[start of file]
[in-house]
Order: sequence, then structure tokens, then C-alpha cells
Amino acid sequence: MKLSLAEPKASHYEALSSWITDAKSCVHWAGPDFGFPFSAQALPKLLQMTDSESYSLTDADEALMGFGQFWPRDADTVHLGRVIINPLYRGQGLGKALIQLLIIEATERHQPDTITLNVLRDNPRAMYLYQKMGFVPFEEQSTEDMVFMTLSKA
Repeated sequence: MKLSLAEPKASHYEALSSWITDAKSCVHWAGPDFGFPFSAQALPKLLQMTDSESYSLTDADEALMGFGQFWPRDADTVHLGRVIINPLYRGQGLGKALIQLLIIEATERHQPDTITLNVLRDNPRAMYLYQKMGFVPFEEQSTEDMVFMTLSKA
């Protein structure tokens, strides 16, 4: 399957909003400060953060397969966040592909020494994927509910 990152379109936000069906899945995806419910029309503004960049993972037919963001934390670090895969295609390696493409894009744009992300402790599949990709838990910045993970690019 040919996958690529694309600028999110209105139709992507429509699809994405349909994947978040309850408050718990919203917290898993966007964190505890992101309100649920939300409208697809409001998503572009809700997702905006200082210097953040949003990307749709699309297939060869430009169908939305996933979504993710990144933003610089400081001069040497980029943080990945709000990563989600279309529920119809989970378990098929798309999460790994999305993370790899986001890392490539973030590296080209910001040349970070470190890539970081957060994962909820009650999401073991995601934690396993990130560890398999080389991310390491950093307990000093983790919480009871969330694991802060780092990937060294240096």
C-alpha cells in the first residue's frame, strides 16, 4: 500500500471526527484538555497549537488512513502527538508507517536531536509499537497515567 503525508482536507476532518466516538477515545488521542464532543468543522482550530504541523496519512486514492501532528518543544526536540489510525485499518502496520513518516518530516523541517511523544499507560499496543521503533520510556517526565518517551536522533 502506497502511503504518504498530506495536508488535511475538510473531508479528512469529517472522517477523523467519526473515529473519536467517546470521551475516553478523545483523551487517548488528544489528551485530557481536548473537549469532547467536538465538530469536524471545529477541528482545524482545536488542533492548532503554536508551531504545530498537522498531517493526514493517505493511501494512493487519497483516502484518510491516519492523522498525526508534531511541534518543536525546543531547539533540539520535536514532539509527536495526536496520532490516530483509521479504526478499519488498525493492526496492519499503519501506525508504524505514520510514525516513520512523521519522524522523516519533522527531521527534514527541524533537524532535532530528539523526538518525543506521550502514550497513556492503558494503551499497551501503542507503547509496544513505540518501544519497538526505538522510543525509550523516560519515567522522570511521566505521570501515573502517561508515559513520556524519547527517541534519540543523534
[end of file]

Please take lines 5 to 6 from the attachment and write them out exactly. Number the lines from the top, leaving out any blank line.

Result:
């Protein structure tokens, strides 16, 4: 399957909003400060953060397969966040592909020494994927509910 990152379109936000069906899945995806419910029309503004960049993972037919963001934390670090895969295609390696493409894009744009992300402790599949990709838990910045993970690019 040919996958690529694309600028999110209105139709992507429509699809994405349909994947978040309850408050718990919203917290898993966007964190505890992101309100649920939300409208697809409001998503572009809700997702905006200082210097953040949003990307749709699309297939060869430009169908939305996933979504993710990144933003610089400081001069040497980029943080990945709000990563989600279309529920119809989970378990098929798309999460790994999305993370790899986001890392490539973030590296080209910001040349970070470190890539970081957060994962909820009650999401073991995601934690396993990130560890398999080389991310390491950093307990000093983790919480009871969330694991802060780092990937060294240096």
C-alpha cells in the first residue's frame, strides 16, 4: 500500500471526527484538555497549537488512513502527538508507517536531536509499537497515567 503525508482536507476532518466516538477515545488521542464532543468543522482550530504541523496519512486514492501532528518543544526536540489510525485499518502496520513518516518530516523541517511523544499507560499496543521503533520510556517526565518517551536522533 502506497502511503504518504498530506495536508488535511475538510473531508479528512469529517472522517477523523467519526473515529473519536467517546470521551475516553478523545483523551487517548488528544489528551485530557481536548473537549469532547467536538465538530469536524471545529477541528482545524482545536488542533492548532503554536508551531504545530498537522498531517493526514493517505493511501494512493487519497483516502484518510491516519492523522498525526508534531511541534518543536525546543531547539533540539520535536514532539509527536495526536496520532490516530483509521479504526478499519488498525493492526496492519499503519501506525508504524505514520510514525516513520512523521519522524522523516519533522527531521527534514527541524533537524532535532530528539523526538518525543506521550502514550497513556492503558494503551499497551501503542507503547509496544513505540518501544519497538526505538522510543525509550523516560519515567522522570511521566505521570501515573502517561508515559513520556524519547527517541534519540543523534